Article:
Quantcast

This Winning 1974 BMW Racer Is Expected to Fetch up to $2.2 Million at Auction

The 3.5 CSL IMSA won the 12 Hours of Sebring in 1975.

1974 BMW 3.5 CSL IMSA, chassis no. 2275987 RM Sotheby's

Hard as it may be to imagine now, BMWs weren’t a fixture on American roads in the 1970s. Since then, the German cars have become nearly ubiquitous, and a big part of that shift is due to the success of the company’s racing division. Now, a 1974 BMW 3.5 CSL IMSA, one of the cars most responsible for helping BMW break through to the North American market, is going up for auction.

In late 1974, just as BMW was starting to incorporate in North America, the Bavarian automaker set up its first factory race team in the US to compete in the IMSA Camel GT Championship and endurance races. That team would go on to have an incredibly successful first season, with Brian Redman, Sam Posey and Hans-Joachim Stuck driving 3.5 CSLs to victories at Laguna Seca, Riverside, Daytona, Talladega and, perhaps most notably at all, Sebring.

The 3.5 CSL (chassis no. 2275987) that finished first overall at the 12 Hours of Sebring will be auctioned off by RM Sotheby’s at Monterey Car Week later this month. One of just five built—only four of which were raced—the car is based on the 3.0 CSL but has had its Karmann-designed bodywork extended. It has also undergone several racing upgrades, including the addition of a period-correct 3.5-liter upright M49/3 engine. The car is covered in a bold white, blue and red paint job and is finished in the proper Sebring-winning livery, with the number 25 on its hood and doors. It also features flares, under-door exhausts and a giant, removable rear wing.

1974 BMW 3.5 CSL IMSA, chassis no. 2275987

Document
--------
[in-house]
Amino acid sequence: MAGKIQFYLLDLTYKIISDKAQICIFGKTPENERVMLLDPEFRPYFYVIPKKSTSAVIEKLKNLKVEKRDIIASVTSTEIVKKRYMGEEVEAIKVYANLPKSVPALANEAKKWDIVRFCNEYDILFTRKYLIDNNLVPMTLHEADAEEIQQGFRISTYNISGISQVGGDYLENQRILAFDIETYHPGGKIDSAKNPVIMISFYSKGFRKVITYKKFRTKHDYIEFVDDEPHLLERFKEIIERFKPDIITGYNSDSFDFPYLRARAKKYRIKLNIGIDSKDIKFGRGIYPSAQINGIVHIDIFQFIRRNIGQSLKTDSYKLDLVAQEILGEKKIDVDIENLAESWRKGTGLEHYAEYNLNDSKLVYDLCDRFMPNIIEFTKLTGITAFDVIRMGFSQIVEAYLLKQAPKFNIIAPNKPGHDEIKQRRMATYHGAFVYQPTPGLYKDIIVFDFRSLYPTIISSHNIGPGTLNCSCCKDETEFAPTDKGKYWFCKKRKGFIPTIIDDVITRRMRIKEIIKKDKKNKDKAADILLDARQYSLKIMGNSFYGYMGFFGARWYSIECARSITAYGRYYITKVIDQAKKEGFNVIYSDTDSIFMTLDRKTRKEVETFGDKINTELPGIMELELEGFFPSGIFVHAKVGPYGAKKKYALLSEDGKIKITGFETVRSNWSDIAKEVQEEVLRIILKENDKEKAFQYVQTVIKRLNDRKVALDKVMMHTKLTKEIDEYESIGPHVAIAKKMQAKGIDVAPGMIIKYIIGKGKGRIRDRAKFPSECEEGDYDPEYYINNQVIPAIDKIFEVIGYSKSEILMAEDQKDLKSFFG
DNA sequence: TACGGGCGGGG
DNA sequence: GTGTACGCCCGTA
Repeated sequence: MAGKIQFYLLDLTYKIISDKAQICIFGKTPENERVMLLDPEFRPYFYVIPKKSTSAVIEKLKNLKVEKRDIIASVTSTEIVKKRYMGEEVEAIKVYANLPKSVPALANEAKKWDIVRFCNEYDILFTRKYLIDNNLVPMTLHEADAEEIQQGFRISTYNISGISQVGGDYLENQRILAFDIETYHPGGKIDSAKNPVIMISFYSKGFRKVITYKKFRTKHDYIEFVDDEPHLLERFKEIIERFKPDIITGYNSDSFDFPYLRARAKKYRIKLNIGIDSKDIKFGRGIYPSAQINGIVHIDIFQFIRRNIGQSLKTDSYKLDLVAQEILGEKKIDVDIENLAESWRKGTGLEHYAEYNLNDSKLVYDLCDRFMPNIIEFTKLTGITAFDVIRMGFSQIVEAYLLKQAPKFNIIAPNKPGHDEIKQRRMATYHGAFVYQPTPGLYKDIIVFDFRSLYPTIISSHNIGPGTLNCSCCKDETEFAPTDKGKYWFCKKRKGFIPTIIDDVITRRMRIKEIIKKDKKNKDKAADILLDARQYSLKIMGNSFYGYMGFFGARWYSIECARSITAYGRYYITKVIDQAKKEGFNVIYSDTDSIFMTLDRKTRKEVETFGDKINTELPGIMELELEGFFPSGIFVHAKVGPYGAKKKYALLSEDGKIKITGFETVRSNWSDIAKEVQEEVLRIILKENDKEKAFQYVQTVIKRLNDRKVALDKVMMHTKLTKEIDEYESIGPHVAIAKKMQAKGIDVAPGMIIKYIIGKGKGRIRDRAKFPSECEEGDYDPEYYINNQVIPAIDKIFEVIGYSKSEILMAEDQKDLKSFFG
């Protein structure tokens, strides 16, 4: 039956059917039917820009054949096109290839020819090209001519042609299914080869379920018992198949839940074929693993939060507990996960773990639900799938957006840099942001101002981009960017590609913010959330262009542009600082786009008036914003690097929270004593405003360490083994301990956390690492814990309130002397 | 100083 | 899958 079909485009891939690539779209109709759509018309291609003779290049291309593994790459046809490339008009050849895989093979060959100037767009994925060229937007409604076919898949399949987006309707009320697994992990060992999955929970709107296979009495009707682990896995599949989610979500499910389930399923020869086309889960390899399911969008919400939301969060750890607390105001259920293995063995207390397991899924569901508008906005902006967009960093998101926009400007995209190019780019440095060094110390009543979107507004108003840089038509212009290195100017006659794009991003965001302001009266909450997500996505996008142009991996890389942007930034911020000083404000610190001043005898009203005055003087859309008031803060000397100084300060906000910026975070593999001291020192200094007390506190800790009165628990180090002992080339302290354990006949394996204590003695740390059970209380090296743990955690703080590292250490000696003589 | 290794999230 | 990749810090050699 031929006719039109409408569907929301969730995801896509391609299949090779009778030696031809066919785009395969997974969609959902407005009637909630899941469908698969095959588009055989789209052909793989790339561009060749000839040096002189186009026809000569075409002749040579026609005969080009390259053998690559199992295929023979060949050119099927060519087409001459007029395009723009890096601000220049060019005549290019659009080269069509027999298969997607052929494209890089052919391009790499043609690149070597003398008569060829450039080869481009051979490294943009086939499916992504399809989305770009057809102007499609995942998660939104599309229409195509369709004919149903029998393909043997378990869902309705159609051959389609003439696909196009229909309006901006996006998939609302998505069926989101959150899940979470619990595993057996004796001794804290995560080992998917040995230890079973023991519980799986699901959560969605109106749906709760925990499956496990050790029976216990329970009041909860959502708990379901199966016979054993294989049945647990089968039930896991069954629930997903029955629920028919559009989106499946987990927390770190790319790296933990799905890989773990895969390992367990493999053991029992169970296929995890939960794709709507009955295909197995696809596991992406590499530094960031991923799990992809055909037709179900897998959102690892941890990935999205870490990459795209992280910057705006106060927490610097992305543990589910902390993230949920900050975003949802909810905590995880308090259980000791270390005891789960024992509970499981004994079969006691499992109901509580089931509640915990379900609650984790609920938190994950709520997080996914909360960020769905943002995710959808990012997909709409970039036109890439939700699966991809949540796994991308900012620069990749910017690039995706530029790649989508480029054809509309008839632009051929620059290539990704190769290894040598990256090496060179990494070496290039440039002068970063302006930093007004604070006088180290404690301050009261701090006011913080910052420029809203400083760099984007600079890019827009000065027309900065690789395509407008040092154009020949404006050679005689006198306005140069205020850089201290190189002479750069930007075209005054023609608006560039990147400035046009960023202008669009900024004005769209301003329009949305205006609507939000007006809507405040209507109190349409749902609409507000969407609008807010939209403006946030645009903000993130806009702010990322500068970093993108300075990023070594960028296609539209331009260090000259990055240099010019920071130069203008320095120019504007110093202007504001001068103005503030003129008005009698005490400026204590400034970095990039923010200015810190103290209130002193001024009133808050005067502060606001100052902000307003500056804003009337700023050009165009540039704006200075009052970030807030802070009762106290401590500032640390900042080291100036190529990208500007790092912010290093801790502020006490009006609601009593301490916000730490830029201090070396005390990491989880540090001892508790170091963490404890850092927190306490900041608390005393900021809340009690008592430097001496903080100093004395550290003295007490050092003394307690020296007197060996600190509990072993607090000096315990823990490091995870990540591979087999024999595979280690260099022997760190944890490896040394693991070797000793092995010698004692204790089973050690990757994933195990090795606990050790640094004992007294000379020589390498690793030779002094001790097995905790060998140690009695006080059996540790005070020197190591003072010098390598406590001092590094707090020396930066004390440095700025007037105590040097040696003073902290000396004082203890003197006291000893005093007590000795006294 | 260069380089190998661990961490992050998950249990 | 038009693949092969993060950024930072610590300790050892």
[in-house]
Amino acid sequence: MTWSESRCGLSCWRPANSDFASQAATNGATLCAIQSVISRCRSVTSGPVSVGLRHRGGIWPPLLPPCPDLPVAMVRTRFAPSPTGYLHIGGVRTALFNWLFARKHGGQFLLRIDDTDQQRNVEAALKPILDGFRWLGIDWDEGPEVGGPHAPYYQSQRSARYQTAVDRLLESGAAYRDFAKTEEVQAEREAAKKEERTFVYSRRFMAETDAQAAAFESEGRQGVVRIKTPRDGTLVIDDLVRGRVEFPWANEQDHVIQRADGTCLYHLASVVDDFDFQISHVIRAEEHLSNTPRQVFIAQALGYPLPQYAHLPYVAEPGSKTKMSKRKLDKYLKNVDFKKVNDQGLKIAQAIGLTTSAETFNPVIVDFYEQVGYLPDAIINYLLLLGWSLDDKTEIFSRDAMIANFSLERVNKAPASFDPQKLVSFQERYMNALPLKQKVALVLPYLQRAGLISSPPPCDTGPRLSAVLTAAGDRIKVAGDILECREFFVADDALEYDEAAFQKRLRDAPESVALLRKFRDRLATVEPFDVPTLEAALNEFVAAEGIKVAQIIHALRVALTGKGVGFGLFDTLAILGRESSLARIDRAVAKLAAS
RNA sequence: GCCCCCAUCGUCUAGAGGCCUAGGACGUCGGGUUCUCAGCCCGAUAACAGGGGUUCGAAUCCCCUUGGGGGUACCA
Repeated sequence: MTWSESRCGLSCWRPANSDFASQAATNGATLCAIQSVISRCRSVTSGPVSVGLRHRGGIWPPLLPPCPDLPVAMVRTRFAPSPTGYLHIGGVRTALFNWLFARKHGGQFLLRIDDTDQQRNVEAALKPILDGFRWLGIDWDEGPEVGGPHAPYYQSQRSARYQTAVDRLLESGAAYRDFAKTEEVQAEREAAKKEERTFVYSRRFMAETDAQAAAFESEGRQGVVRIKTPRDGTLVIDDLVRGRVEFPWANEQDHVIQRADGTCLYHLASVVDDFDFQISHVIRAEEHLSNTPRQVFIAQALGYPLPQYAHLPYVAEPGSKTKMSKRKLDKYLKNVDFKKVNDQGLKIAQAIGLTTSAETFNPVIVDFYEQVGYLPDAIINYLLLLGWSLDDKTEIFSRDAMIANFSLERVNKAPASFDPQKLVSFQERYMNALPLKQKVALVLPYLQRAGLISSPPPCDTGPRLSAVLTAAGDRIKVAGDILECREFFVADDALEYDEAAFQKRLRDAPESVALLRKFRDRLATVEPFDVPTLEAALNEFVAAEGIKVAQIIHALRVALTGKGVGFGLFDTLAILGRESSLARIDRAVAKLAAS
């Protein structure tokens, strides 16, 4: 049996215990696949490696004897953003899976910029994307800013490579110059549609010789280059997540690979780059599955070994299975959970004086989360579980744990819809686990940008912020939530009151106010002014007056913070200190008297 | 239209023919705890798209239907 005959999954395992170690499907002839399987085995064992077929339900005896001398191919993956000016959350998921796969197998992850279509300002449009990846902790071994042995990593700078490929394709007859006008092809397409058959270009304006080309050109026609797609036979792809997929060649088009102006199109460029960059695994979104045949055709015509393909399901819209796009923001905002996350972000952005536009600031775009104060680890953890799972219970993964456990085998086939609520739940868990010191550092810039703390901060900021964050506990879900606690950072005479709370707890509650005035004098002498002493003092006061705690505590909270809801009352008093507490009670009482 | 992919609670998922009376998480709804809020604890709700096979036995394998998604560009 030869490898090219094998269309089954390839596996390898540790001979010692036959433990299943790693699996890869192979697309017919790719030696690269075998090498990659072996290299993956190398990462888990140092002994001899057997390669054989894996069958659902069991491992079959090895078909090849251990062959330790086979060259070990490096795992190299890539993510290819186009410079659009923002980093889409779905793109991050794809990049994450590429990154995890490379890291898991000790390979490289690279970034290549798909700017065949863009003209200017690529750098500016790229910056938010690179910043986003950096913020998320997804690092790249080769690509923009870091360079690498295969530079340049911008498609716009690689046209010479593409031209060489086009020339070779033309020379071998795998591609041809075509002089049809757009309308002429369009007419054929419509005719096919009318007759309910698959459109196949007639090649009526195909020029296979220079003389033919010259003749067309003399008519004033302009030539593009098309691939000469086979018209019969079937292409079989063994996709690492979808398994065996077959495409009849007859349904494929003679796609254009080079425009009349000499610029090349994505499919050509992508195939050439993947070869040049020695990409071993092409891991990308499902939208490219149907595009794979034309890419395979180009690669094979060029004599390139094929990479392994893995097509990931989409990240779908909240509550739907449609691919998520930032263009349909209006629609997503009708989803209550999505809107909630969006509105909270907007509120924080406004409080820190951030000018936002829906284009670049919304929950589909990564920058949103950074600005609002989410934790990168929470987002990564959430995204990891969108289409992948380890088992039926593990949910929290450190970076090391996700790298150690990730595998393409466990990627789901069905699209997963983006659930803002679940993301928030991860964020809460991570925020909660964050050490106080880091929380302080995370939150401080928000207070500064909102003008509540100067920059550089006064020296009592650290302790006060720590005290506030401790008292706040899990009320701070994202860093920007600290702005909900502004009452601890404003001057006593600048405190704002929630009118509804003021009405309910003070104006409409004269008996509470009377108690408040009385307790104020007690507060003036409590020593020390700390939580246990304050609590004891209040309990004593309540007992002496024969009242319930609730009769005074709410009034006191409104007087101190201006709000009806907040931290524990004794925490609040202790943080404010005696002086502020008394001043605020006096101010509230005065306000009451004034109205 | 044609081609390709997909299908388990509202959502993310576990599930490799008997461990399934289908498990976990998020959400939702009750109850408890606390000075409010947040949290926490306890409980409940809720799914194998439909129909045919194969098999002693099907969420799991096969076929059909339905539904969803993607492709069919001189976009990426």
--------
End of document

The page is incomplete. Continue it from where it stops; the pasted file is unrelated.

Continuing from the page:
1974 BMW 3.5 CSL IMSA, chassis no. 2275987  RM Sotheby's

Currently owned by Henry Schmitt, the principal of BMW of San Francisco, the car comes with extensive documentation. Along with its FIA papers, service invoices and vintage racing logbook, the buyer will get period photographs and press clippings following the BMW racing team’s successful 1975 IMSA GT campaign.

In addition to its important win at Sebring, the car is just one of just three IMSA CSLs still in private ownership, making this an extremely rare opportunity to buy a piece of BMW racing history. Because of that, RM Sotheby’s has high hopes for the car, estimating it will go for somewhere between $1.5 million and $2.2 million when it goes up for sale on August 16. Check out more photos of the car below:

1974 BMW 3.5 CSL IMSA, chassis no. 2275987

RM Sotheby's

1974 BMW 3.5 CSL IMSA, chassis no. 2275987

RM Sotheby's

1974 BMW 3.5 CSL IMSA, chassis no. 2275987

RM Sotheby's

1974 BMW 3.5 CSL IMSA, chassis no. 2275987

RM Sotheby's

1974 BMW 3.5 CSL IMSA, chassis no. 2275987

RM Sotheby's

1974 BMW 3.5 CSL IMSA, chassis no. 2275987

RM Sotheby's

Penske Luxury

Sponsored Content